ChristineM "Be strong" I whispered to my coffee.
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    As an atheist...

    6c75685432952d7f3a5d5ec31aa1ad67.jpg


    Of course, some people find comfort in prayer, if comfort helps them thats good for them

    I prefer to do something than think about it.
     
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  9. Heyo

    Heyo Well-Known Member

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    It may have a positive effect on athletes performance but it seems to have no or even a negative effect on healing. People who are prayed for seem to feel under stress to get better soon - with that stress negatively impacting the healing.
    "In The God Delusion, evolutionary biologist Richard Dawkins wrote, "It seems more probable that those patients who knew they were being prayed for suffered additional stress in consequence: performance anxiety', as the experimenters put it. Dr Charles Bethea, one of the researchers, said, "It may have made them uncertain, wondering am I so sick they had to call in their prayer team?'"[43]" - Wikipedia
     
  10. Heyo

    Heyo Well-Known Member

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    I agree - and stated in the OP - that prayer can't help others. It only helps the one praying.
     
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  11. TagliatelliMonster

    TagliatelliMonster Veteran Member

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    I think you may have misunderstood me. Or I wasn't clear enough.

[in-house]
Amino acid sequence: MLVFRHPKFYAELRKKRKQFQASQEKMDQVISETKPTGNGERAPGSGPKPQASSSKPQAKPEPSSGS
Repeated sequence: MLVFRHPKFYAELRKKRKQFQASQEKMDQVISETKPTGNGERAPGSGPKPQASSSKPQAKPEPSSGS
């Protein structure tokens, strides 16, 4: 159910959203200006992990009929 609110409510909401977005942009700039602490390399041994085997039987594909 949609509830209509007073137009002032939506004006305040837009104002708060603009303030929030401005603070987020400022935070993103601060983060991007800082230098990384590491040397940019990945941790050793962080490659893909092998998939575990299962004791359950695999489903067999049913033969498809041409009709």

I'm not "against" prayer as a means to achieve such results, just like I am not "against" drums as a means to achieve the same results.

    What I am "against", is attributing the results to the praying (or the drums). It gives it a legitimacy that isn't warranted. And with prayer specifically, it also pulls in an entire load of religious baggage. Subsequently, the image is suddenly such that it gives credibility to the religion, because "praying works".

    That's where things get messy, as a direct result of giving credit to the wrong thing.

    In light of your transport analogy... this then escalates (for the religious) into "only cars can get you to places".


    So in summary, I'ld say that I think it is important to give credit where credit is due. Especially concerning this topic, since "prayer" comes with the additional baggage of the underlying religion and its dogma's and doctrines. The theist attributes "praying works" to their god that answers the prayer - not the underlying psychological mechanism which by itself has nothing to do with the "praying" part of the activity.
     
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  12. Erebus

    Erebus Well-Known Member

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    Ahh, I'd assumed this thread was looking at the effects of prayer in general.

    As far as its effects on healing are concerned, my understanding is that the results found in studies have been mixed. Some people appear to have benefited from intercessory prayer while for others it may have harmed them. My feeling is that more research is needed on this topic.
     
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  13. TagliatelliMonster

    TagliatelliMonster Veteran Member

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    Perhaps, but in this case it is an important distinction imo.

    As I explained in my previous post, to the religious "praying works" means that it gives credibility to their religion as for them this translates into "my god heared the prayer and took action to answer it".

    While the "semantic" details, kind of show that their god has nothing to do with it and that it would still have the exact same effect if their religion is 100% wrong in every single way.